Wi-Fi Users Admit Interest In Accessing Neighbors' Wireless Networks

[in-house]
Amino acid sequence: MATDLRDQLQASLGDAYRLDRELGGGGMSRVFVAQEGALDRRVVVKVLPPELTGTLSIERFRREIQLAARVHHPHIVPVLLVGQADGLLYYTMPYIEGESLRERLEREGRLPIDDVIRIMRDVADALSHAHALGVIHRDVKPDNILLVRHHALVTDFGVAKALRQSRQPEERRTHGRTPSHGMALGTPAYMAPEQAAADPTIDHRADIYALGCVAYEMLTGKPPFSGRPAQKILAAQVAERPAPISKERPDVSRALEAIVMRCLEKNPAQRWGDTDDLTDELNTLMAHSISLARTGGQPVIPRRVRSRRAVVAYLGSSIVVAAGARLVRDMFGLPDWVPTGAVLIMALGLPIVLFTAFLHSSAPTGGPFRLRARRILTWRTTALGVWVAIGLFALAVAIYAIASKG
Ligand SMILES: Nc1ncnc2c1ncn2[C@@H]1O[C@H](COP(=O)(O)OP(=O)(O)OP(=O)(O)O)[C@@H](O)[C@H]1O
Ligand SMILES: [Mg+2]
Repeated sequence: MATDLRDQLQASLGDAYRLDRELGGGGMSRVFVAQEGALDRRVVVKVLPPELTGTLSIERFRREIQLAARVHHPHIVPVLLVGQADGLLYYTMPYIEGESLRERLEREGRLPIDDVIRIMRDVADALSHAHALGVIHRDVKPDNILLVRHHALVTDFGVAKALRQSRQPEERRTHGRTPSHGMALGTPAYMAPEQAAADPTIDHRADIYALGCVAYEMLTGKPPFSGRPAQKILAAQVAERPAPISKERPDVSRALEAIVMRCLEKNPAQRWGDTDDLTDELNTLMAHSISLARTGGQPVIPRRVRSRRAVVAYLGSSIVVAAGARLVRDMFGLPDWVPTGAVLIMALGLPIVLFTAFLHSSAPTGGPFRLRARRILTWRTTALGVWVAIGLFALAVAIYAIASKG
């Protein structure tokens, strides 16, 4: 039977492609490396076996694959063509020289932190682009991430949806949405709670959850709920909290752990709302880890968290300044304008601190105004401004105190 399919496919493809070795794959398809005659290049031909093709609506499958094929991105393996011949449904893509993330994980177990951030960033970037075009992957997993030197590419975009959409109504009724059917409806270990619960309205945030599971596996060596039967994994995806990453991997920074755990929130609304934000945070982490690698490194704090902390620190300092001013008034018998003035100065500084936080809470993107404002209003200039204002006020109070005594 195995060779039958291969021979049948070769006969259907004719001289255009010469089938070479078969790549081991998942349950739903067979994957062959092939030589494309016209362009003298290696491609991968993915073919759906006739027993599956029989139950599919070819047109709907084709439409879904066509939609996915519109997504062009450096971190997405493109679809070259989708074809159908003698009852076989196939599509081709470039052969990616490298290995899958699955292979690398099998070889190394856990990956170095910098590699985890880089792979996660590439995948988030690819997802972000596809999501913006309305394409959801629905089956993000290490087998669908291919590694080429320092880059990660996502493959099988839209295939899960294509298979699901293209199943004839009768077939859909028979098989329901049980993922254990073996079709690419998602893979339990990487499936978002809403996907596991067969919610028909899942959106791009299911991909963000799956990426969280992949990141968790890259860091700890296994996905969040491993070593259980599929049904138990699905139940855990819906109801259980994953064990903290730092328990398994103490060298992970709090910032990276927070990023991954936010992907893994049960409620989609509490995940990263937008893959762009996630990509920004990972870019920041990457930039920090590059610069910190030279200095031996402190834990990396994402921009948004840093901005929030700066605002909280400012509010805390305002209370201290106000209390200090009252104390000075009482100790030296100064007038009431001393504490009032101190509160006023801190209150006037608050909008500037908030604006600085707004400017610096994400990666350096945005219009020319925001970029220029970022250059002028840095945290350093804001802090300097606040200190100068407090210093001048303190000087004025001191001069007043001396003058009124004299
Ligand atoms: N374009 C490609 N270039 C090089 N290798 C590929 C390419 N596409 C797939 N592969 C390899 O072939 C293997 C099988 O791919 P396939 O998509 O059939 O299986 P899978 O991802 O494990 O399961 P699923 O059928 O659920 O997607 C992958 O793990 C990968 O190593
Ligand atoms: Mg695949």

Some 44 percent of Wi-Fi wireless network users would enjoy the opportunity to access their neighbors' wireless networks, according to a poll by leading intelligent gateway solution provider 2Wire, Inc. (San Jose, CA). The poll, conducted in October 2003, was based on 200 consumers as part of a study into home networking trends. The results of the poll show that, unless security measures are in place, even the most well-meaning neighbors might be tempted to access a wireless network. The poll showed that 21 percent of Wi-Fi users can access their neighbor's wireless local area network (WLAN), and one in 25 even admitted to having accidentally logged onto a neighbor's network. Most could only see device names, but some were able to freely access files or the World Wide Web by means of their neighbor's network. According to Jaime Fink, Director of Product Management at 2Wire, "most wireless access devices have built-in security features such as encryption and password protection. However, users don't always activate these features or know where to find them." Fink notes "the survey shows that it's not enough to rely on neighborly spirit to avoid a security breach, whether accidental or deliberate. The responsibility lies with manufacturers and service providers to provide guidance and ensure users are properly protected." 2Wire, Inc. is a leading supplier of intelligent service delivery platforms for the DSL broadband market. The company's products include broadband residential gateways, which are distributed by major DSL service providers.

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